This week the LOEBlog features accounts of three 2013-14 Loeb Alumni Council Grant projects, starting with a 1-day international conference organized by Helen Marriage and Ann Yoakim (both LF ’13). “Art Means Business: How Culture Can Change the World,” was held in Durham, England, and scheduled to coincide with the Lumiere Festival, the UK’s largest light festival, produced by Marriage’s organization Artichoke. In addition to Marriage and Yoachim, 4 other Loeb Fellows participated: Rick Lowe (LF ’02), Susannah Sayler (LF ’09), Deidre Schmidt (LF ’08) and Edward Walker (LF ’13).
The following is excerpted from the grant report:
The event brought together visionaries and policymakers from the worlds of urban planning, local government and business in the UK and around the world, inviting them to share ideas for how the creative industries can offer innovative solutions for intractable problems and re-imagine the city of the twenty-first century.
Durham is a small city with big ambitions and huge problems to address. Home to a UNESCO World Heritage Site, yet still affected by the collapse of the coal and steel industries, it has been using culture proactively as part of a regeneration agenda, but also to drive inward investment and enhance its credentials as a great place to live.
“Art Means Business: How Culture Can Change the World” proposed to examine current strategies for improving the resilience of small cities under economic duress; encourage dialogue between local and international practitioners and produce innovative thinking to combat social division, poverty, economic downfall and environmental disaster. Underpinning these discussions was the role that culture, in its widest sense, can play in developing community cohesion by establishing hope, pride, tolerance, joy and love.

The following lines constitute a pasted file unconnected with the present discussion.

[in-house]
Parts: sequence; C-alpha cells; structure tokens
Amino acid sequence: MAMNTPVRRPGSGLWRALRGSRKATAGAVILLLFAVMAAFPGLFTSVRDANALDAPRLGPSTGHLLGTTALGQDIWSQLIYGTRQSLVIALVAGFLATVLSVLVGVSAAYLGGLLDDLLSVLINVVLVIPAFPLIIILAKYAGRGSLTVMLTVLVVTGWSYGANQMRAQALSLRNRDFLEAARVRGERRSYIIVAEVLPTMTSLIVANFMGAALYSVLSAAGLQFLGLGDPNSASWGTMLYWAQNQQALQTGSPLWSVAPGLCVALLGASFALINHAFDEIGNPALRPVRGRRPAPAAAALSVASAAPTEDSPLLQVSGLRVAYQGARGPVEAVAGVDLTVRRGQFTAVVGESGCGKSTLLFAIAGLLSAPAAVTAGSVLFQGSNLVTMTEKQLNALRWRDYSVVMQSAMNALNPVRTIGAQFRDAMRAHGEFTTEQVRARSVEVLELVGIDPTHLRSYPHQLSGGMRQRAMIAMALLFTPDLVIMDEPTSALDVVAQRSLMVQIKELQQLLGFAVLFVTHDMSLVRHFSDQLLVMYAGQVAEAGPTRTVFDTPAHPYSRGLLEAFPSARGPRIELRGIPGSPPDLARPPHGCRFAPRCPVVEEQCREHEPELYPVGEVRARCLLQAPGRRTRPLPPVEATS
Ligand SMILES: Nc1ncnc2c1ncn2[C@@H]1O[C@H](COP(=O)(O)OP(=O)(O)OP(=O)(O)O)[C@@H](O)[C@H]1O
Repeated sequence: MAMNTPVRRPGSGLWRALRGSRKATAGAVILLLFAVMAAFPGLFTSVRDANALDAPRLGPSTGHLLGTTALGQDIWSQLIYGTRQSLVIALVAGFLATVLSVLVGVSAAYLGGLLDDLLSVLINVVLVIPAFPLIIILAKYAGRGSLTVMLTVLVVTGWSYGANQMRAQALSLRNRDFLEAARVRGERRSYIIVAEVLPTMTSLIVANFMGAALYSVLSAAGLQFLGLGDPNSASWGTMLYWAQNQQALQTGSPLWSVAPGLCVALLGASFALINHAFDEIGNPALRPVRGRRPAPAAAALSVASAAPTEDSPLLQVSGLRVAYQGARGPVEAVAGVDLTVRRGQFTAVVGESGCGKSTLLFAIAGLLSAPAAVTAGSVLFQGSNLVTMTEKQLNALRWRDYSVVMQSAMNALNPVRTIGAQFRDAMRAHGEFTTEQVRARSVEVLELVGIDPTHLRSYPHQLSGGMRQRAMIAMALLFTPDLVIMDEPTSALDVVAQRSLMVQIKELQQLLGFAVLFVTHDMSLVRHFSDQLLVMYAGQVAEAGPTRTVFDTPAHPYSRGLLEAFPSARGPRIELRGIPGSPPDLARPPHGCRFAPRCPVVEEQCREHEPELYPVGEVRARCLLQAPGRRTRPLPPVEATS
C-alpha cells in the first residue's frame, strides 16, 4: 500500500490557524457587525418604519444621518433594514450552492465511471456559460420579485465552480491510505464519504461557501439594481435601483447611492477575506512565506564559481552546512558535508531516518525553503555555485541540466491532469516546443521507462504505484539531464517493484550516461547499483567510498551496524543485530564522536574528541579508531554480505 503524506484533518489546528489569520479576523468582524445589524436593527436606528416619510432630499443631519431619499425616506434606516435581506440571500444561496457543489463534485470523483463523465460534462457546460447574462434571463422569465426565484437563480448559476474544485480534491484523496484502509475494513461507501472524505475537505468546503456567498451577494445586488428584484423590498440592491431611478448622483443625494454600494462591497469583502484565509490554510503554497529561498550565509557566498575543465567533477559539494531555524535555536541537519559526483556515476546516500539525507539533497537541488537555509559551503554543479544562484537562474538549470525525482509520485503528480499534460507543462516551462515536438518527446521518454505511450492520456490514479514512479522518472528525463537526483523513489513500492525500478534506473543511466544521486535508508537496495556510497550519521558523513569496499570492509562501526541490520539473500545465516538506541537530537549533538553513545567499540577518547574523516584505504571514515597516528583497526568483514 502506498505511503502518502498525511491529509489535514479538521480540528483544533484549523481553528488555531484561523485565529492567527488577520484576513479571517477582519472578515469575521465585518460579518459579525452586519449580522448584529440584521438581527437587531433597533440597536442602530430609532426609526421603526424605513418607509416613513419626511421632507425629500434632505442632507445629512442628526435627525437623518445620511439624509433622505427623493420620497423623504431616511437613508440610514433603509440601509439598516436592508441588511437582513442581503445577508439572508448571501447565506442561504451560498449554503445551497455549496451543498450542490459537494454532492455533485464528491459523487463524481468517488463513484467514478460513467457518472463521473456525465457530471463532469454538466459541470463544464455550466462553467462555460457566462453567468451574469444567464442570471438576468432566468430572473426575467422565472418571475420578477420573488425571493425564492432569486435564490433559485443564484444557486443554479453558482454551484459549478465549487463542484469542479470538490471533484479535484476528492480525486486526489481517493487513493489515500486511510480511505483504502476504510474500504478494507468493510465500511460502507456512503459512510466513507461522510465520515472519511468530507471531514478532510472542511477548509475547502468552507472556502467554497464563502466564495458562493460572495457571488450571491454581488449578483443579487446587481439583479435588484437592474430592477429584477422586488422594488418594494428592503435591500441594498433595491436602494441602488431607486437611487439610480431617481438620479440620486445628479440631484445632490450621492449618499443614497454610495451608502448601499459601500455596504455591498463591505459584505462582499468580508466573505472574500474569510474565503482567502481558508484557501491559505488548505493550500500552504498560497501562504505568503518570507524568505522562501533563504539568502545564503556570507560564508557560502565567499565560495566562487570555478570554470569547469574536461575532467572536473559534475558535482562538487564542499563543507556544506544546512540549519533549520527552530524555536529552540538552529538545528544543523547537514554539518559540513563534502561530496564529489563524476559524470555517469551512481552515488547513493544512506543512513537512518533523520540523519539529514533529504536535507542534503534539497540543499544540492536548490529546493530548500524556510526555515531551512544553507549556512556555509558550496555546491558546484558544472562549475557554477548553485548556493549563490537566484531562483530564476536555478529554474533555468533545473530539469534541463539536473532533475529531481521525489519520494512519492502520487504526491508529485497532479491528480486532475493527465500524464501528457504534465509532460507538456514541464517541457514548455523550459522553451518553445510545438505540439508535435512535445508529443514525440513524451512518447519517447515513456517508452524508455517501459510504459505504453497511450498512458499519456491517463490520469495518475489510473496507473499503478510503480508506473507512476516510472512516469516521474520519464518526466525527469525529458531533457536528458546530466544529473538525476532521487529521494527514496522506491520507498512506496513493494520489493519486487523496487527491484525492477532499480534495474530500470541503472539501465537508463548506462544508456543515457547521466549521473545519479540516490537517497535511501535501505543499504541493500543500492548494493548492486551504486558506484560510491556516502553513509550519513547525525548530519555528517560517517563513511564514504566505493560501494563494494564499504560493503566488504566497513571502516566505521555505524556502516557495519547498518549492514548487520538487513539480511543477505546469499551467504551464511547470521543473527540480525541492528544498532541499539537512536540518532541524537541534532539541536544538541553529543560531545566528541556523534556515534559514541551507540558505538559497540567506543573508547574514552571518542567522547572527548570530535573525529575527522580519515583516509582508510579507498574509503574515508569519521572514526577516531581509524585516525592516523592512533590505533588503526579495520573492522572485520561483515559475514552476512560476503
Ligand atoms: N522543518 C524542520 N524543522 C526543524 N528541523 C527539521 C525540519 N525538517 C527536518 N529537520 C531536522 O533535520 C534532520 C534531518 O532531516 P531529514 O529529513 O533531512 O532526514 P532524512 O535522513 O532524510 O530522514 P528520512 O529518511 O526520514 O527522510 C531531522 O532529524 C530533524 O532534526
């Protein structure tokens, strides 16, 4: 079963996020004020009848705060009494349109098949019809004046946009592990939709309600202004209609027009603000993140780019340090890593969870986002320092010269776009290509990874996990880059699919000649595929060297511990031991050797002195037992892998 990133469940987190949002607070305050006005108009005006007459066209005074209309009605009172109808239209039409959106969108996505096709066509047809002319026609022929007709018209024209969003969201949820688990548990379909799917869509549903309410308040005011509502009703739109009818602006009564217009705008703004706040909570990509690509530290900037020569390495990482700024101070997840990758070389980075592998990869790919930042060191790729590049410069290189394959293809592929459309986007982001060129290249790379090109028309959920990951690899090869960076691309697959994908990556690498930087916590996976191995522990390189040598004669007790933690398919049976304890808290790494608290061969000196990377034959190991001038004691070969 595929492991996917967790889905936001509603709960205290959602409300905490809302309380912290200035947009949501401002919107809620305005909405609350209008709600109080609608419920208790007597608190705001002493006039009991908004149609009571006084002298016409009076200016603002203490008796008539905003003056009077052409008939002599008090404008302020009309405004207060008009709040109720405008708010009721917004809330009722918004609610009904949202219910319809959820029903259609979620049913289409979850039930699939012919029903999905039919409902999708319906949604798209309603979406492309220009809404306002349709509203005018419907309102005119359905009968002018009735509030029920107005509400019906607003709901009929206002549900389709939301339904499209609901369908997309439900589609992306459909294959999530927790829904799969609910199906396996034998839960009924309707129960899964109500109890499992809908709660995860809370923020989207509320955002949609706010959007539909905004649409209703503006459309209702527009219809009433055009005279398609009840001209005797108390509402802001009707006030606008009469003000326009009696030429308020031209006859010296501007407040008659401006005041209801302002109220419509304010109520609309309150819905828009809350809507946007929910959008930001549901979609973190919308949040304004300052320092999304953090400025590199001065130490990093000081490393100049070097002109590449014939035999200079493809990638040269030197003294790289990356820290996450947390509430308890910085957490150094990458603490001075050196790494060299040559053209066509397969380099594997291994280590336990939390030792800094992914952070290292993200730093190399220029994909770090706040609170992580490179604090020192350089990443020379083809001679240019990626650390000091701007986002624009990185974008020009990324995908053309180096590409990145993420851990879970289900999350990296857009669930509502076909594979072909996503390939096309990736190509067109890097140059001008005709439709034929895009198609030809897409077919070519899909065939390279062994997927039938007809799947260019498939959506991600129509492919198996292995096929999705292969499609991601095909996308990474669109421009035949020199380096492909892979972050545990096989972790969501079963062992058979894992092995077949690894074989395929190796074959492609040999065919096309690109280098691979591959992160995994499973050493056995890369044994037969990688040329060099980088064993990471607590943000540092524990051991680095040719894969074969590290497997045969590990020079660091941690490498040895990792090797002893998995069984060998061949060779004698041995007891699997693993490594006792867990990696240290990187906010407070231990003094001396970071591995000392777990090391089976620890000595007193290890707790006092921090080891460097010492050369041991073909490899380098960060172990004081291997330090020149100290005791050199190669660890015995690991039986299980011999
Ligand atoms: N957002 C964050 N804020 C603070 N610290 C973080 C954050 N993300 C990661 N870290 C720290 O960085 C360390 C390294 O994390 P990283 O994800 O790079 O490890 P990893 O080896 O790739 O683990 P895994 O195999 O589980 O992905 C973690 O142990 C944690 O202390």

Often thinking is limited to what is already considered possible within the existing political constraints, social norms, and geographic boundaries of a place. Art Means Business was designed to expand what is considered possible and to encourage the development of innovative solutions for Durham and beyond.
The conference was divided into five sessions:
- Public & Private Investment
Each session explored case studies – from the UK, the US, the Philippines and Venezuela. Lumiere offered an ideal backdrop as the illustration of the transformative impact of art and culture on individuals, communities and places, while the conference complemented Lumiere, providing it with a platform to discuss and share its wider aims and intentions.
Over 140 professionals, including eminent American thinkers and practitioners and most of Europe’s cultural attachés to the UK, attended the conference. Art Means Business inspired the audience with stories of success, where art and culture have been a means but also an end for place-making, social development, economic growth, community empowerment and urban regeneration; such stories will reach corners around the world leading to new ideas and solutions for the contemporary city.